Autor: prof. Pop Simina Ana
Școala Gimnazială Socond, jud. Satu Mare
In 1948 George Orwell, on his real name Eric Blair, gives life to his own ideal world. Initially, the anarchist and socialist Orwell, was very fond of the utopia that seduced ideologically many European intellectuals: communism.
The novel is set in the middle of 20th century, and the Marxism still has followers. We are after the end of the World War II. Humankind has seen the massacres and the atrocities of war and witnessed the hidden face of Marxism. Orwell presented a perfect totalitarian communist, exactly how it works and destroys. His reasons were, obviously, to attack the system but to the ones still loyal, Nineteen Eighty- Four is just a personal journal where their thoughts are open to the world.
Orwell lived and experienced everything, war, death and sufferance. He was the son of a subordinate British civil servant in India. Due to the years spend in public school back in England where he was abused, he was left with haunting memories for life that influenced his writing career. With all that, now he fears that the world is fooled by good orators. ( Ranald, George Orwell’s 1984)
Orwell’s interest in torture and in the human mind was influenced by the period spent in the schools in Britain where he was subjected to some harsh beatings from the headmasters, and it is reflected in themes like:
[t]he effects of prolonged punishment on the human spirit, the importance of heredity and environment and the possibility of brainwashing (Ranald, 9)
Ralph A. Ranald states that this beating was the starting point of the installment in the young Eric Blair of an “awful conviction of worthlessness, guilt and weakness, which, by his own account, he wasn’t able to overcome for years.” (9)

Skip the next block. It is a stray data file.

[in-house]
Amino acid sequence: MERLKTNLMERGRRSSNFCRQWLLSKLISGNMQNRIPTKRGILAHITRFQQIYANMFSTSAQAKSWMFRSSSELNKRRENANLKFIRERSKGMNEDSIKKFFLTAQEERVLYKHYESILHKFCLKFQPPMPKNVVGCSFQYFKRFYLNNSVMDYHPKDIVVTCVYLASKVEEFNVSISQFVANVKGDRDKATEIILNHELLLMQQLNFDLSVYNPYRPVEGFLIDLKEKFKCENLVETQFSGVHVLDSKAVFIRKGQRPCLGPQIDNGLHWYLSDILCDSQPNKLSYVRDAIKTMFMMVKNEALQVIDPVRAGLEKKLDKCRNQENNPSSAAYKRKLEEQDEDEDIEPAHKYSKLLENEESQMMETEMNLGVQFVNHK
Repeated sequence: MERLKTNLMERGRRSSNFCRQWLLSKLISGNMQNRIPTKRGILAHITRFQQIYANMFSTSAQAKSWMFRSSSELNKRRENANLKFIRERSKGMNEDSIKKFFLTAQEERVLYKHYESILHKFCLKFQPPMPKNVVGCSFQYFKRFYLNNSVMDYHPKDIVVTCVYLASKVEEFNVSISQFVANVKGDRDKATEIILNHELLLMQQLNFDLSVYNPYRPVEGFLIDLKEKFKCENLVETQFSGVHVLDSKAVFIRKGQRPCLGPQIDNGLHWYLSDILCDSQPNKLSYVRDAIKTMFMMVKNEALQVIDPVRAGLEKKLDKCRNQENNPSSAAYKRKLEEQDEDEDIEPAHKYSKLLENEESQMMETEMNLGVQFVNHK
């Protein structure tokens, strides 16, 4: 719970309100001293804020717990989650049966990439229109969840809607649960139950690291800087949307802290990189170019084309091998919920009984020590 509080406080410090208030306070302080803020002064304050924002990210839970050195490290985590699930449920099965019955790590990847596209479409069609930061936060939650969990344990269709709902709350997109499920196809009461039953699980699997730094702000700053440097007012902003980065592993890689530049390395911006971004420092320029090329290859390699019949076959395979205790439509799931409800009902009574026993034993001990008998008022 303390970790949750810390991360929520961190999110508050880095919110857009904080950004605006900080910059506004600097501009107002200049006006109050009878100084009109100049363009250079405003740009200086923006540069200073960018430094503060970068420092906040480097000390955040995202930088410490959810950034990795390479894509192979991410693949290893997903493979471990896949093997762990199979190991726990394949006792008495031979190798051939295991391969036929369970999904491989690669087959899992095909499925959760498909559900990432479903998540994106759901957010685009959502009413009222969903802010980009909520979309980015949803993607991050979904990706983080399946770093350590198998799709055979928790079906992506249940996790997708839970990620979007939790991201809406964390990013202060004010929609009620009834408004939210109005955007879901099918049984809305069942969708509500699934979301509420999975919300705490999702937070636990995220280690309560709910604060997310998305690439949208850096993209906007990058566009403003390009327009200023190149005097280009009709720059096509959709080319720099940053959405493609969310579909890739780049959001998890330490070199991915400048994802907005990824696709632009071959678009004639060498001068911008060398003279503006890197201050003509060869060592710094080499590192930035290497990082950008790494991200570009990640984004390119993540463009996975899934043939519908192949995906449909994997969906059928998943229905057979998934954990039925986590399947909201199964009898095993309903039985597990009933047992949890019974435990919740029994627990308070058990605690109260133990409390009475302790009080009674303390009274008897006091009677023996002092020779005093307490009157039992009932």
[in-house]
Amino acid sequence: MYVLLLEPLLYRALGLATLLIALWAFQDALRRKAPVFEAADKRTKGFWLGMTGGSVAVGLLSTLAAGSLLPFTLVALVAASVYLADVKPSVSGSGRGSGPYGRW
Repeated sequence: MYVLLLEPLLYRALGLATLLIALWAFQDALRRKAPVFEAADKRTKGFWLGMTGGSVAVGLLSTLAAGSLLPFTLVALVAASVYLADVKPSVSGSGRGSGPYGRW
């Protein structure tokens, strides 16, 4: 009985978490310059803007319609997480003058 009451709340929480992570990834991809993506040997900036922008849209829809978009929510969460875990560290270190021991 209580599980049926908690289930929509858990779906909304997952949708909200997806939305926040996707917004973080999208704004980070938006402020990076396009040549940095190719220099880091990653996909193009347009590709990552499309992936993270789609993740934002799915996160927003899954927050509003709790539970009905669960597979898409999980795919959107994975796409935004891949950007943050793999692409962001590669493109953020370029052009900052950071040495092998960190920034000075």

After the marriage with Eileen O’Shaughnessy – which seemed to be a happy one – the couple moved to Spain. He was trying to write a book about the war and the best way of writing a genuine work is to actually live it. Due to that, Orwell enlisted in the Workers’ Party of Marxist Unification in order to fight against Stalinist communism for the Republican cause. During the elimination of the Party, Orwell was badly injured in the throat and was suspected of being part of the resistance. He and his wife were blessed to escape Spain alive while others weren’t that lucky. That experience gave him a firsthand aspect of the realities of communist “utopia”. Orwell considered the actions of communism as a betrayal of the popular revolution which might otherwise have given the working class real freedom and status. This idea will be used in Nineteen-eighty-four especially when presenting the only Party of Oceania and the differences between what it is in practice and how is presented in theory. (Ranald, 15-6)
From here rises a second interpretation and it is questioned Orwell’s intention in writing a critical novel. The term most often used when talking about Orwell’s Oceania is dystopia. Orwell wrote a utopia for the ones loyal to the system, but his real purpose was to write a twisted utopia, a dystopia, meant for those who had become suspicious of the system. Caught in the trap of time, Orwell had one too many events in his life that served as a starting point of a genuine work that presented the communist utopia. As victim of the totalitarian system, Orwell astonishes with a genius twisted utopia.
Rogers noticed that Orwell’s novels are made up from “a socialism that is less than whole-hearted and that has trouble in defining itself, and a socialism that is opposed to Communism must be un-whole-hearted, craving yet rejecting the ideology of its rival. Orwell was a pragmatic English public-school socialist, and the tensions and contradictions of his work do spring from necessary strains in this self-definition. Life, in a sense, was easier for the writer who declined the call of revolution and reform.” (Rogers, Cassell’s History of English Literature, 443-4)